My name is Petier Bergman, I was born and raised in San Diego and started surfing in the sixties on the amazing beaches and reefs in Coronado, Imperial Beach, and Sunset Cliffs. I was always interested in building models, mostly model cars and airplanes and when I was just a kid, my older brother and I built our own slot cars with attention to every detail, include painting the racing stripes and making sure we had the correct mini-stickers of our favorite race car drivers of the day.
We were very lucky because my Dad was a Naval officer and North Island had one of the best slot car tracks in Southern California so it attracted some of the best model makers and racers, on the weekends we were at that track racing our cars and hanging out with some of the best model builders of the sixties!
I also started surfing really young and was completely fascinated with surfing to the point that it was all I wanted to do. I grew up a few blocks from the beach so I surfed almost every day and naturally, with my model making background, I started working on surfboards right away; first learning how to fix my own dings, then cutting down my 9.6 longboard into a beautiful 8.0 double-ender during the heat and excitement of the short board revolution (under the watchful eye and guidance of my older cousin who was one of the glassers for South Coast Surfboards in the sixties).
I was fortunate to have experienced surfboard builders help me take my fairly new Hansen Doyle Model and whittle it down into a beautiful tuned-in 8.0 double-ender that I rode for a couple of years, that was the board where my surfing skills improved the most.
A lot of the younger local guys at the time just sawed the noses off their longboards then clumsily glassed over where the sawed off the nose was so the boards were ugly, unbalanced and did not ride well; fortunately for me, my cut-down longboard not only looked great, but it rode really well too so once my friends saw my board and how well it rode, they started asking me to help cut theirs down too (with my surfboard mentor overlooking my work and stepping in when needed), not only did we have a lot fun doing it, but it was an invaluable experience for me and I got a lot of insight from an early age how a surfboard factory worked, how boards were built, and how they were designed and shaped!.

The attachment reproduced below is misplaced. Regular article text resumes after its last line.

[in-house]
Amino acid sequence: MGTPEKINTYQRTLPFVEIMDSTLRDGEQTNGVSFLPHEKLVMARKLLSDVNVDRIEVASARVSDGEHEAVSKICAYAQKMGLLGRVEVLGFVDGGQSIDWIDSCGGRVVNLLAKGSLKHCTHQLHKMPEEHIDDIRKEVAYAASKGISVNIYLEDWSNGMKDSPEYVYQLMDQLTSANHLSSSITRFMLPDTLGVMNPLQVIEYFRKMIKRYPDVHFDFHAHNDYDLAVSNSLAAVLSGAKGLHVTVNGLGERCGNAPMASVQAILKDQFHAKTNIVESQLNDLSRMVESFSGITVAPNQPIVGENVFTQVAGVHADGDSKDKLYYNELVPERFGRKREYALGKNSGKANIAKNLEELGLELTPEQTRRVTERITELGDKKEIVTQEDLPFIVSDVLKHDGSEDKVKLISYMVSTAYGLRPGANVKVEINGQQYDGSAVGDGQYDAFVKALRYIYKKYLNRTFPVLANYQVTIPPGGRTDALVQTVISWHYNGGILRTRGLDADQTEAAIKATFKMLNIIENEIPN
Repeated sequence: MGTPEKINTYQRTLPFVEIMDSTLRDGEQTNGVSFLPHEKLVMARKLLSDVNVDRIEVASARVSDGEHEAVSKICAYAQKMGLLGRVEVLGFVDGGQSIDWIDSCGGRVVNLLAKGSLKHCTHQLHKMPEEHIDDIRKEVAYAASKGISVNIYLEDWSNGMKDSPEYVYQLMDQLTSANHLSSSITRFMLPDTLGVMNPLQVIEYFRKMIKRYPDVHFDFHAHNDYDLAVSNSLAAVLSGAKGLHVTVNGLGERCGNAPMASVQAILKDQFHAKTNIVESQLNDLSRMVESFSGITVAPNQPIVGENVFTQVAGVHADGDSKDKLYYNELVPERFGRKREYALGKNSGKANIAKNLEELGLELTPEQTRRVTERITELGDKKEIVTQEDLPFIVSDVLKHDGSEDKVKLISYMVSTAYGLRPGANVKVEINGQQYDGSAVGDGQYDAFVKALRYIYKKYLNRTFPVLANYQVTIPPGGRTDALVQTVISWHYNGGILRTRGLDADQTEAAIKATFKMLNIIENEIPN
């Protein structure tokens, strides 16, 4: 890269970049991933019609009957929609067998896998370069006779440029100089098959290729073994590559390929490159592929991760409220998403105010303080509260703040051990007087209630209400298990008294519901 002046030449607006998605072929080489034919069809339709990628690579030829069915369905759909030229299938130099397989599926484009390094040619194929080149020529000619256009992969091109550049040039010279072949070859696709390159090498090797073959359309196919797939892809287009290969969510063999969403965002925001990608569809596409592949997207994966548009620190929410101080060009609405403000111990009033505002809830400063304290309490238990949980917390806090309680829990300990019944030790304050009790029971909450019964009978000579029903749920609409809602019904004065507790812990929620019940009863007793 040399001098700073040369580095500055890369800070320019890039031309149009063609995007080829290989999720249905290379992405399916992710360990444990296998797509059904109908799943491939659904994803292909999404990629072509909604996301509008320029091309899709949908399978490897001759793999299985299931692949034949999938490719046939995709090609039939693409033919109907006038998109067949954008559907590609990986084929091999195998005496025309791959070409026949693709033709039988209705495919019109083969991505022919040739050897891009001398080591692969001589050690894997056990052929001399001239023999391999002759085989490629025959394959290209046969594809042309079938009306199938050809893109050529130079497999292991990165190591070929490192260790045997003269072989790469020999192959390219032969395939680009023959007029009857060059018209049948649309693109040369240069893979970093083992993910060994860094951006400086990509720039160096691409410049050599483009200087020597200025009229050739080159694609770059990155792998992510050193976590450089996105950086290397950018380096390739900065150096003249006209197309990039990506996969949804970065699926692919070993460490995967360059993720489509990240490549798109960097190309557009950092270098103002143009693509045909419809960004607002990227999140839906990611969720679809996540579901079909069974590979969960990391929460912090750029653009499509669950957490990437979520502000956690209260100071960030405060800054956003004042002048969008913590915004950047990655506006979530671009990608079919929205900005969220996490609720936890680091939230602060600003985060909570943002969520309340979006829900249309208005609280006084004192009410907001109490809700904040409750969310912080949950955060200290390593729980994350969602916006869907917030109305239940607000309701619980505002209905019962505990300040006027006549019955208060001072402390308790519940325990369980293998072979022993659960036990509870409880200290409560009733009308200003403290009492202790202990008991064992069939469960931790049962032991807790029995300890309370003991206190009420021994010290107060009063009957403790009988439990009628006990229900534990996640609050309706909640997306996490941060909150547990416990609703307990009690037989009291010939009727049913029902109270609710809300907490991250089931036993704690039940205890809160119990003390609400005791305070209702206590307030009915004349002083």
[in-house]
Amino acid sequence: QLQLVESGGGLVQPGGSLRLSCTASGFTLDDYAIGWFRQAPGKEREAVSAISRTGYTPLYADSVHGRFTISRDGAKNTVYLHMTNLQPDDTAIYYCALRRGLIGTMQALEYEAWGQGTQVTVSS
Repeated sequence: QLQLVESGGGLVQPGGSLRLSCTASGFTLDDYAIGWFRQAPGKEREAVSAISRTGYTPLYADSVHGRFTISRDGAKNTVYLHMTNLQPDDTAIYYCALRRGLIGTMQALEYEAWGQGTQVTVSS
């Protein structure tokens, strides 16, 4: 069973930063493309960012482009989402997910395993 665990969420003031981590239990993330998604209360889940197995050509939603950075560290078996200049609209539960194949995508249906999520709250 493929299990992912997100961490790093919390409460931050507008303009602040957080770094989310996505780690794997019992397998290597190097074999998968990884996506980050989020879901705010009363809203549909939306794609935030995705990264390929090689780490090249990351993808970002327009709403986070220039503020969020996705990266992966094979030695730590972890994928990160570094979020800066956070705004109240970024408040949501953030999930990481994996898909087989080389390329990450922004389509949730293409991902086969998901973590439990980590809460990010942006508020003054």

My eyes were wide open and working on surfboards was almost as fun as riding waves for me!!
I built my first surfboard start to finish in 1969 (under the watchful eye of an Seth Johnston, an experienced surfboard builder from Windansea) and was always fascinated with the process how surfboards were built and how they worked; I was always looking at the latest board design breakthroughs first hand, my interest focused on clean beautiful Hawaiian guns, and I was completely taken by the Lis fish; once I saw Brandon Hayes just ripping on one, then rode the Lis/Jeff Ching Fish that summer, that surfboard design changed my life. Boy was it was an exciting time to be a surfer!
I was a pretty good surfer at an early age so I needed good boards but I also wanted to build my own boards too. Whenever I had a chance, I would order a board from an experienced shaper and if I was allowed, then sit in the shaping room and watch them shape it. I would ride that board for a while then go into our little garage factory when I was in high school and build my own boards. Sometimes they worked great and other times, not so much.
When I turned 18 I traveled extensively then moved to Hawaii and home based there over the next decade, I got boards from some of the best shapers in the world in California, Hawaii, and Australia and drank up every moment I got with these masters. I did that for years until I got confident and good enough to build and ride my own boards.
I have a very unique experience as a board builder, I started out in one of the first commercial surfboard manufactures in San Diego as a very young observer and at certain point, the grisly older guys would show me how to work with resin, fiberglass, and foam patiently showing me a few things one step at a time with baby steps so I didn’t mess anything up.
I then got the opportunity to work at the first surf shop in Coronado that was owned by one of the original board builders in South San Diego, he liked me and saw how interest I was int surfboards so he took me under his wing and taught me how to sell retail and take care of customers and also he painstakingly showed me how to fix dings, and sand surfboards professionally.
At one point when I was a junior and Senior in High School, I sanded every board he built for his shop.
It seemed at the time, he knew everybody in the surf industry in the early seventies so we would constantly have famous surfers and master shapers stop by to talk story, board designs, and surf travel adventures; He even gave surf lessons to a young Price Charles at North Beach in Coronado, right then I knew what I wanted to do and the adventures began.